Way back at the end of our property is a large stack of split wood, created when we cut up trees blown down by Hurricane Sandy a while back. For a while, the appearance of your yard was messed up by the destruction that occurred – but now, with planning and effort, things look much better again – and we have plenty of fuel for the fireplace.

That’s being a caretaker.

Whether it’s building stone walls, cutting grass, or planting vegetables <—(this is also called “feeding the wildlife”…grrrr!), when we borrow a home from God and the bank for a season, we generally feel a need to cultivate, maintain, and improve it.

I often have been found walking around the grounds of our home, envisioning improvements – some of which actually get carried out. Like many homeowners, my wife and I have invested countless hours and a fair amount of money trying to make our environment better-ordered and more pleasing.

We impose our rule and “subdue” our little tiny corner of the earth in a beneficial way. Even that section in the back that we decided should go back to being a more untamed meadow.

There is certainly a place for leaving large swaths of public land relatively wild, for the benefit of all of its inhabitants and visitors. But our stewardship involves active planning and management, not capitulation to whatever natural forces come our way.

We are to beneficially manage (though not abuse) the world to provide for ourselves and others, and to bring glory to God.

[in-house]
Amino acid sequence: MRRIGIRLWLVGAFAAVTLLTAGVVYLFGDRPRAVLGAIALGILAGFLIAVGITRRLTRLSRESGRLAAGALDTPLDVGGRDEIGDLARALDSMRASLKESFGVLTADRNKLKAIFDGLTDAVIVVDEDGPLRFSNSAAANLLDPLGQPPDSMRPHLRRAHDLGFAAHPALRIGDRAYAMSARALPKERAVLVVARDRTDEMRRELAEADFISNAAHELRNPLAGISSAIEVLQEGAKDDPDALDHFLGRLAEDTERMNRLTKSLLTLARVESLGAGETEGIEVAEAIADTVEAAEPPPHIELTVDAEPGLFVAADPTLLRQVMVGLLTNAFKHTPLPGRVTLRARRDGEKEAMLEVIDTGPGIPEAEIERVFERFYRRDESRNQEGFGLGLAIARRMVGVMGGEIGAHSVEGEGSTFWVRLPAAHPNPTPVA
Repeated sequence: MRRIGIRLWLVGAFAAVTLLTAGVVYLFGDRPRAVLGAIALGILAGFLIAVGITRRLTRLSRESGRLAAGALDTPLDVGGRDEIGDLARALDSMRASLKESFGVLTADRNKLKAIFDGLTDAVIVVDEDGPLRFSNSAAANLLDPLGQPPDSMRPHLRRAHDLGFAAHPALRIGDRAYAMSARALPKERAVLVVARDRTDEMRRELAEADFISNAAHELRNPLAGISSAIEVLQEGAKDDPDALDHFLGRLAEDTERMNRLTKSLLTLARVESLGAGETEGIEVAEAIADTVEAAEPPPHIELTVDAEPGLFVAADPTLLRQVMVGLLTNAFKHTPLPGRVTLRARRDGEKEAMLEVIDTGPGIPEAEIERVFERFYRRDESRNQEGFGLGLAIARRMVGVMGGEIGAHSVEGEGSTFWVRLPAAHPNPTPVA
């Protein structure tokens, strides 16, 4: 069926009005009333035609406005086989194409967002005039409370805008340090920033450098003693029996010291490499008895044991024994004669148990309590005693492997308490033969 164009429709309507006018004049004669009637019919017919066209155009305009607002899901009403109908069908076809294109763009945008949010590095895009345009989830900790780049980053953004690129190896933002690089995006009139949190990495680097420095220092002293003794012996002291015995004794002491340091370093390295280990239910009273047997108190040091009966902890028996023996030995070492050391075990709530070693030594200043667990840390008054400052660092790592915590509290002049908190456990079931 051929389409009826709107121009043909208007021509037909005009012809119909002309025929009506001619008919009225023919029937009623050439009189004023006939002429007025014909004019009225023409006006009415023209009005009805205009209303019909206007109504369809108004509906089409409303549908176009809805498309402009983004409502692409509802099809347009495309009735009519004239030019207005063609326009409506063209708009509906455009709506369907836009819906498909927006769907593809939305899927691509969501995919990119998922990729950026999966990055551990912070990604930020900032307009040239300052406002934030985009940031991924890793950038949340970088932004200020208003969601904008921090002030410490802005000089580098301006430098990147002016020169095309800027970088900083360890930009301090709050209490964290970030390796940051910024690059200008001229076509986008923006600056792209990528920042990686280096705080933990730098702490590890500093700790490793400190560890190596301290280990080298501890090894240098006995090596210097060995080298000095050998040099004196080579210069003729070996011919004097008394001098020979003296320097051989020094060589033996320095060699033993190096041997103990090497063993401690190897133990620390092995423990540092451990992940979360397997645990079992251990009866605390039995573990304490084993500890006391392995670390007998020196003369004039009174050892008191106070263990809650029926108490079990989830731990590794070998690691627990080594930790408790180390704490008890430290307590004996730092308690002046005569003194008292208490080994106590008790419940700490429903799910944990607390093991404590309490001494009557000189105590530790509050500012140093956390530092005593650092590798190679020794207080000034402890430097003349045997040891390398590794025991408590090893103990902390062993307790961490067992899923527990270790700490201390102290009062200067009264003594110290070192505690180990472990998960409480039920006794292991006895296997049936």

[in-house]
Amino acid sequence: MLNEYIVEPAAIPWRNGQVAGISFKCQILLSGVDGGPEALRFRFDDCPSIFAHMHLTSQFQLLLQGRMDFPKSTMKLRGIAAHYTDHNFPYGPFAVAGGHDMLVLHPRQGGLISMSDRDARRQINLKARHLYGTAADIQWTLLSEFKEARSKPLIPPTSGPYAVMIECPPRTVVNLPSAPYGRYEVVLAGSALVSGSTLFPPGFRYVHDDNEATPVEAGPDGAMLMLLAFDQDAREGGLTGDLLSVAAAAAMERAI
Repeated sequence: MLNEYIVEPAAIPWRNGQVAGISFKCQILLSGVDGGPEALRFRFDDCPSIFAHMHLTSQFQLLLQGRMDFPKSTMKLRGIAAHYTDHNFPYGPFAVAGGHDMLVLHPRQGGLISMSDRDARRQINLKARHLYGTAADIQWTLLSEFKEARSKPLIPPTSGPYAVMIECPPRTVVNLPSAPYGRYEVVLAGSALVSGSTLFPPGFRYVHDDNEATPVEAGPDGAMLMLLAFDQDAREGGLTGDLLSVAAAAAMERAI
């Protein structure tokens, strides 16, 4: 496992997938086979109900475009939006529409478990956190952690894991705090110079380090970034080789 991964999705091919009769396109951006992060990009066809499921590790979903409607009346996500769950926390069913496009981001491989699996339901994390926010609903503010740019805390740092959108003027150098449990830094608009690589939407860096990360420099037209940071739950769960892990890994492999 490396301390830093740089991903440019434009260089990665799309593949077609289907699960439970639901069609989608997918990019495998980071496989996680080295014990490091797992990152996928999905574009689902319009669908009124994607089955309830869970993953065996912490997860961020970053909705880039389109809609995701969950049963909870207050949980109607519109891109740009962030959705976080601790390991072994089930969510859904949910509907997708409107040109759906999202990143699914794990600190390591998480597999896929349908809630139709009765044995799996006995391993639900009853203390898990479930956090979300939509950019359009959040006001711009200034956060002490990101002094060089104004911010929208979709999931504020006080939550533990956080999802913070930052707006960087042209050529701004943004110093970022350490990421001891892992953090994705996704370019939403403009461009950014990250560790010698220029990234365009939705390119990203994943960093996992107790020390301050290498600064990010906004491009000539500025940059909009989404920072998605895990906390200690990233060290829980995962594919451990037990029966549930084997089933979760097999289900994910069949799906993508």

God filled the earth with resources and potential for that very reason. And He gave us creativity and a drive to rule and improve so that we would…do just that.

* This brief devotional is part of a 12-week study on the topic: Being Stewards of God <— (outline). We’re on week 2, discussing the relationship of man to his planet.

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Is Man an Intruder on the Earth?

Stewardship: God – Man – Earth *

We have been teaching that God created man and the earth together, as a symbiotic system, with man as God’s steward to rule the earth.

We are to manage, cultivate, and care for the entire planet and its inhabitants. This is clearly biblical; but it leaves us with a conundrum.

Why is everything so profoundly screwed up down here??

For the person who believes in naturalistic evolution (man and life and all that surrounds us is a product of non-supernaturally-directed forces), the answer cannot be something along the lines of a Fall into sin. But, in fact, for a race that evolved into intelligence and self-awareness, it sure seems odd that we are imposing a destructive dominion over the rest of planet. If you listen to those in the radical environmentalist camp, it’s almost as if humankind is an intruder, a disruptor, an out-of-bounds rebel against the natural order.

You know – kinda like a sinner.

The fact is, our stewardship over the earth is corrupted, because we are corrupt. Our sin is against God, not “mother earth,” but the effects are no different – we mess up our home environment, this planet, big time.

In the book of Romans (chapter 8), the apostle Paul uses the following stark imagery to describe the reality of our broken relationship with all of creation: